20. Francesco Caselli & Guy Michaels, 2013. "Do Oil Windfalls Improve Living Standards? Evidence from Brazil," American Economic Journal: Applied Economics, American Economic Association, vol. 5(1), pages 208-238, January.
    21. Costas Arkolakis & Arnaud Costinot & Andres Rodriguez-Clare, 2012. "New Trade Models, Same Old Gains?," American Economic Review, American Economic Association, vol. 102(1), pages 94-130, February.
    22. Horowitz, Joel L., 2001. "The bootstrap and hypothesis tests in econometrics," Journal of Econometrics, Elsevier, vol. 100(1), pages 37-40, January.
    23. Owen Zidar & Juan Carlos Serrato & Eduardo Morales & Pablo Fajgelbaum, 2015. "State Taxes and Spatial Misallocation," 2015 Meeting Papers 877, Society for Economic Dynamics.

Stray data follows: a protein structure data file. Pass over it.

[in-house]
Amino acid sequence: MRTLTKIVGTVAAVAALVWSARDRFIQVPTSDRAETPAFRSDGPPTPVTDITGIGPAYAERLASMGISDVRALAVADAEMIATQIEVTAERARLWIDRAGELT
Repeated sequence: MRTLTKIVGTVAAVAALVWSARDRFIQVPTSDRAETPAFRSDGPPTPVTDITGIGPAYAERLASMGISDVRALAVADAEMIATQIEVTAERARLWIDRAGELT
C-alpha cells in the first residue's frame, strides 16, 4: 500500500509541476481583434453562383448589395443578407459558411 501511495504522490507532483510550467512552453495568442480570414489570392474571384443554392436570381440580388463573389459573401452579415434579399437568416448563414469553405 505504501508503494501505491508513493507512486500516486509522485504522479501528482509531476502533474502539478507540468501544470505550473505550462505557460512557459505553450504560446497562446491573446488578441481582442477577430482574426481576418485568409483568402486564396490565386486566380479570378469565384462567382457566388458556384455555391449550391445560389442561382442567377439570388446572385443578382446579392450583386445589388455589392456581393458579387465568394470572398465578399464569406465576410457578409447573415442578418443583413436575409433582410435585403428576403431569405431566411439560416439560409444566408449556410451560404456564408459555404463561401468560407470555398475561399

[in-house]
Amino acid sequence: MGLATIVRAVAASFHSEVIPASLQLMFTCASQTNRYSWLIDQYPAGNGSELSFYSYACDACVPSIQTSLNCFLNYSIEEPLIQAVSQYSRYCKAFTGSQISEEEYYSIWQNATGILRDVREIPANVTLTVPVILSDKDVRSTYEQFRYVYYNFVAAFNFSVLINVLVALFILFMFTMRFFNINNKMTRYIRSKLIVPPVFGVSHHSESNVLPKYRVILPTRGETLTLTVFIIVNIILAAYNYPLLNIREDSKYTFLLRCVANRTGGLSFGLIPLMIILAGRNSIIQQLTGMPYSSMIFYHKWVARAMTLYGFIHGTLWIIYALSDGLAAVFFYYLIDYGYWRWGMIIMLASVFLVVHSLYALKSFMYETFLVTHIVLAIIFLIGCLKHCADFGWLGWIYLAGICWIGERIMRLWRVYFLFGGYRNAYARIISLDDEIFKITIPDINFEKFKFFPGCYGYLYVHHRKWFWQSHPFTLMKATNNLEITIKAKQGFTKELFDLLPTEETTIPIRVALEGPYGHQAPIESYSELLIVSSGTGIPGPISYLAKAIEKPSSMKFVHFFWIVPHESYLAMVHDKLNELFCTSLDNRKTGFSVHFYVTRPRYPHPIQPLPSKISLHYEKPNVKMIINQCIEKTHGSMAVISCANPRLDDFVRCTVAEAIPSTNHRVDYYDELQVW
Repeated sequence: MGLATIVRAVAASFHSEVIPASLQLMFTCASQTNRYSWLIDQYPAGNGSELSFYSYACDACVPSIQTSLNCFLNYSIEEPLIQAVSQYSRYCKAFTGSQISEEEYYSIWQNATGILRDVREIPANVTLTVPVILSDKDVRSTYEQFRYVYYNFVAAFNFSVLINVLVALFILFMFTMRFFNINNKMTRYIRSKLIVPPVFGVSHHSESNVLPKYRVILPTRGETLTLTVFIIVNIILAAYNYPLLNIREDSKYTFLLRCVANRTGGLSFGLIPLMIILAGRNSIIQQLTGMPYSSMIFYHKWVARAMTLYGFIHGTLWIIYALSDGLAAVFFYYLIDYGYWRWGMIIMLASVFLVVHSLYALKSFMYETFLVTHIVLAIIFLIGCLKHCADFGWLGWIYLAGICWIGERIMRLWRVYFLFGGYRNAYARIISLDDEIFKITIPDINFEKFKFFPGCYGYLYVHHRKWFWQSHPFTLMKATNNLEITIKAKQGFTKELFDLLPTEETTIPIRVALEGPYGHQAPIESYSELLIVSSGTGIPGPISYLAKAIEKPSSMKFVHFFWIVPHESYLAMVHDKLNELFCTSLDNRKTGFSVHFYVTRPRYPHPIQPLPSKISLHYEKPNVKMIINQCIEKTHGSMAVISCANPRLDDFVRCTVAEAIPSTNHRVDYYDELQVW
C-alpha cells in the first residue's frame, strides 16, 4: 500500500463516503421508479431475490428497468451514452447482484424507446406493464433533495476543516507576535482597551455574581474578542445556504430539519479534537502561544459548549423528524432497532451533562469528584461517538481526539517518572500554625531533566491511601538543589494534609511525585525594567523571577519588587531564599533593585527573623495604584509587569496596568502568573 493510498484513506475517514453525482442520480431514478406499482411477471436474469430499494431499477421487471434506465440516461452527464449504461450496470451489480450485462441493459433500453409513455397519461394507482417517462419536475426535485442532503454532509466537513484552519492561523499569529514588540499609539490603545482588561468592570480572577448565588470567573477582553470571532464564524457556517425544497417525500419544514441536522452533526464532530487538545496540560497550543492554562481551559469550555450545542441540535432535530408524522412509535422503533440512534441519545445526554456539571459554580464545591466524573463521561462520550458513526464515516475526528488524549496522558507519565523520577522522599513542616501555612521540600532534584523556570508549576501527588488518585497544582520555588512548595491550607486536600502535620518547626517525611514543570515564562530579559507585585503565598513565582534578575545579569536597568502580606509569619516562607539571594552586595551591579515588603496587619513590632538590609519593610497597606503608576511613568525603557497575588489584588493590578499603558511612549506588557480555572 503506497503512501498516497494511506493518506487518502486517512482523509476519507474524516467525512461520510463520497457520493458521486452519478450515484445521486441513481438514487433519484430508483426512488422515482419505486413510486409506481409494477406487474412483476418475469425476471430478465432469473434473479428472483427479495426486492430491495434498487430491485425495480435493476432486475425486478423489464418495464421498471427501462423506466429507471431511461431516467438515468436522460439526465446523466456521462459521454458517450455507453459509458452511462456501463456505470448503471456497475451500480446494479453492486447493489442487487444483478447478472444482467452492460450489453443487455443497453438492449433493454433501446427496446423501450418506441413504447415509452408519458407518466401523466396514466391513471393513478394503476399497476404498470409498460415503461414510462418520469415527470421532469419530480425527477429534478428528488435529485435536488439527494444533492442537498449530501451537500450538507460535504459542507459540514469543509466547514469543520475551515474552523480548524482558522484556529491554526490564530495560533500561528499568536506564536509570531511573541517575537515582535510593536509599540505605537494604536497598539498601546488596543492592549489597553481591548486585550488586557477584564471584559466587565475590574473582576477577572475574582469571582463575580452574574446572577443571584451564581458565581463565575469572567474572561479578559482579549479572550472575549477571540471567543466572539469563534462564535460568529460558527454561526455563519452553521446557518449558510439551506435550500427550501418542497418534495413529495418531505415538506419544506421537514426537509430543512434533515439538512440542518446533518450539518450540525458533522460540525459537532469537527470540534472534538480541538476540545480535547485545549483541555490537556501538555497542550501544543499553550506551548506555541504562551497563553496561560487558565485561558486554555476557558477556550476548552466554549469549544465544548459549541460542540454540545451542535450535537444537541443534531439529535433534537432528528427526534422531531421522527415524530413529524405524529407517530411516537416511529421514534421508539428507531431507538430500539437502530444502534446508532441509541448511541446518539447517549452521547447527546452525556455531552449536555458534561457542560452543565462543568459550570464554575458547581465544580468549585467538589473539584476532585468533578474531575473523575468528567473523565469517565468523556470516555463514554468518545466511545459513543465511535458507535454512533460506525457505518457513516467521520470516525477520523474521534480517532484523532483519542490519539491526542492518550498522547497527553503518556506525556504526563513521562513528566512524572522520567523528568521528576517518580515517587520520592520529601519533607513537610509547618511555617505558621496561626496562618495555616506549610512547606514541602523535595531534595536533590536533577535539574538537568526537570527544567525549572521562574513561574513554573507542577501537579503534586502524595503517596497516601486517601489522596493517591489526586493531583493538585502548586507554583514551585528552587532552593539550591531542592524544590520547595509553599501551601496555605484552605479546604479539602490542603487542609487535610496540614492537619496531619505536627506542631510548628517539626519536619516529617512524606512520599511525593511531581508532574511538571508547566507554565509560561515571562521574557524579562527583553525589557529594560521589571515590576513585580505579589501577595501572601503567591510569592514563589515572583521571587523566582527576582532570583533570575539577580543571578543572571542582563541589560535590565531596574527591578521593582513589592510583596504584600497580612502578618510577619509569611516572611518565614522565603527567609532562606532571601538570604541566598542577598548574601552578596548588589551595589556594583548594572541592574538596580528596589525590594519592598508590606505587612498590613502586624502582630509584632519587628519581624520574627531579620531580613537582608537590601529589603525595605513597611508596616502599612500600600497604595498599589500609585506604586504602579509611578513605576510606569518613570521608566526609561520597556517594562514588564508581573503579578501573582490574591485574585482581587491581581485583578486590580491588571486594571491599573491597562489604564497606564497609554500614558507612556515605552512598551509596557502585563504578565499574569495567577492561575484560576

24. Horowitz, Joel L., 2001. "The Bootstrap," Handbook of Econometrics,in: J.J. Heckman & E.E. Leamer (ed.), Handbook of Econometrics, edition 1, volume 5, chapter 52, pages 3159-3228 Elsevier.
    25. Hunt Allcott & Daniel Keniston, 2014. "Dutch Disease or Agglomeration? The Local Economic Effects of Natural Resource Booms in Modern America," NBER Working Papers 20508, National Bureau of Economic Research, Inc.
    26. Yair Eilat & Liran Einav, 2004. "Determinants of international tourism: a three-dimensional panel data analysis," Applied Economics, Taylor & Francis Journals, vol. 36(12), pages 1315-1327.
    Full references (including those not matched with items on IDEAS)

    Citations

    Citations are extracted by the CitEc Project, subscribe to its RSS feed for this item.
    as


    Cited by:

    1. repec:eee:wdevel:v:96:y:2017:i:c:p:87-101 is not listed on IDEAS
    2. Douglas Gollin & Martina Kirchberger & David Lagakos, 2017. "In Search of a Spatial Equilibrium in the Developing World," NBER Working Papers 23916, National Bureau of Economic Research, Inc.

    More about this item